Font History and Font Formats
There are different font formats – which one should I choose?
OpenType fonts (.OTF) – OpenType is a scalable format for computer fonts that was initially developed by Microsoft(TM), then later joined by Adobe(TM) Systems. OpenType fonts were first announced in 1996 and Adobe(TM) completed conversion of its entire font library to OpenType around the end of 2002. In 2005, there were around 10,000 fonts available in OpenType font format, with Adobe’s font library making up under a third of the total. As of 2006, every major font foundry and many minor ones were developing fonts in OpenType font format. TrueType fonts (TT or .TTF) – TrueType is a digital font technology that was designed by Apple(TM) Computer, and is now used by both Apple (Mac(TM)) and Microsoft (PC) in their operating systems. Microsoft has distributed millions of quality TrueType fonts in thousands of different styles. TrueType fonts offer the highest possible quality on computer screens, printers, and include a wide range of features which make them very easy to use. PostScript Fonts (Type 1) – PostScript fonts predates TrueType by about six years.
First, there were many different font formats for digital fonts, none of which were standardized. Then Apple adopted Adobe’s PostScript page description language (PDL) for its Apple LaserWriter printer in 1985. This, combined with the introduction of desktop publishing software, sparked a revolution in page layout technology.
ClearType Fonts – Microsoft ClearType fonts are an unprecedented innovation in font display technology that dramatically improves font display resolution and marks a genuine breakthrough in screen readability. These Microsoft fonts were designed by Microsoft and leading type designers and font technologists to improve the reading experience in Windows Vista(TM) and Microsoft Office 2007(TM). With ClearType font technology, the fonts on your computer screen look almost as sharp and clear as those printed on a piece of paper. The choice of font format is mostly based on the kind of documents you create and your computer environment. Here are some general guidelines: Nicknames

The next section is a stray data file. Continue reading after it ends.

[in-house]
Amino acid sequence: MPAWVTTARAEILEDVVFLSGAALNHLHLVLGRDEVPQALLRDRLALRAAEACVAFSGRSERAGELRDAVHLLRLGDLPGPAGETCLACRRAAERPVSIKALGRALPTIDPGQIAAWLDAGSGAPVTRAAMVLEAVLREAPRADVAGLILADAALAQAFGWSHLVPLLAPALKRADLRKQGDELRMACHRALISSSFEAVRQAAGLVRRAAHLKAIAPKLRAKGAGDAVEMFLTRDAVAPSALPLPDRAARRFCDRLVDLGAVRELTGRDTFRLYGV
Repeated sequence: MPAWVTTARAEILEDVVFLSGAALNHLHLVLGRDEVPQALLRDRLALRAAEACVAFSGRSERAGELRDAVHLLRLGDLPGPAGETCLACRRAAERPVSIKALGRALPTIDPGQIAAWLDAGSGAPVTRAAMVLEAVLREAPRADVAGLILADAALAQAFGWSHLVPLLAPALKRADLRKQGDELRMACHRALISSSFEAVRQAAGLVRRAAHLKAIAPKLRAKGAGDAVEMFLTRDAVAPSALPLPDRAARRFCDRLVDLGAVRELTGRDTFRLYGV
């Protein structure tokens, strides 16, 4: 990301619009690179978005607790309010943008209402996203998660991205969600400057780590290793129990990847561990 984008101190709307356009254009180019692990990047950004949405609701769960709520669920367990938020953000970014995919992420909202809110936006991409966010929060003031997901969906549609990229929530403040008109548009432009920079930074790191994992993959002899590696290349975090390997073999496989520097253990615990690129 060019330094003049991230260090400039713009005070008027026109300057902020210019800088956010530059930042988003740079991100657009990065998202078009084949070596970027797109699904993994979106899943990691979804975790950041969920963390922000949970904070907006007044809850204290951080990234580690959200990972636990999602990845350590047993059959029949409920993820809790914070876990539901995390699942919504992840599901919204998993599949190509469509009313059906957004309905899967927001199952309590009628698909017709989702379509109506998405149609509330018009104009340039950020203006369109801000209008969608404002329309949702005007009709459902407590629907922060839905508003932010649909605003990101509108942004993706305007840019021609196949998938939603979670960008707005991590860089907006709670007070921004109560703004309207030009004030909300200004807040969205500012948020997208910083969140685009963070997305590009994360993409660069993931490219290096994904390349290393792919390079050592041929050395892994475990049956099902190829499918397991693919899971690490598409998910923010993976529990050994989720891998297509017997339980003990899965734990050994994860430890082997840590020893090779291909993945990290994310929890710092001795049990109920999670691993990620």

OpenType TT OpenType TT fonts contain TrueType® outlines, and have a .TTF file extension. This is the default font format of both Macintosh and Windows systems. OpenType fonts with TrueType outlines are popular among home users and both small and large businesses or other enterprises.
OpenType PS OpenType PS fonts contain PostScript® outlines, and have a .OTF file extension. OpenType PS fonts are replacing Type 1 fonts as users upgrade their systems.
Type 1 PostScript Type 1 is the original font format that was part of the desktop publishing revolution that started in 1985. Type 1 fonts for PostScript and PostScript compatible printers consist of more than one file and have a limited character set. These limitations are overcome with OpenType fonts.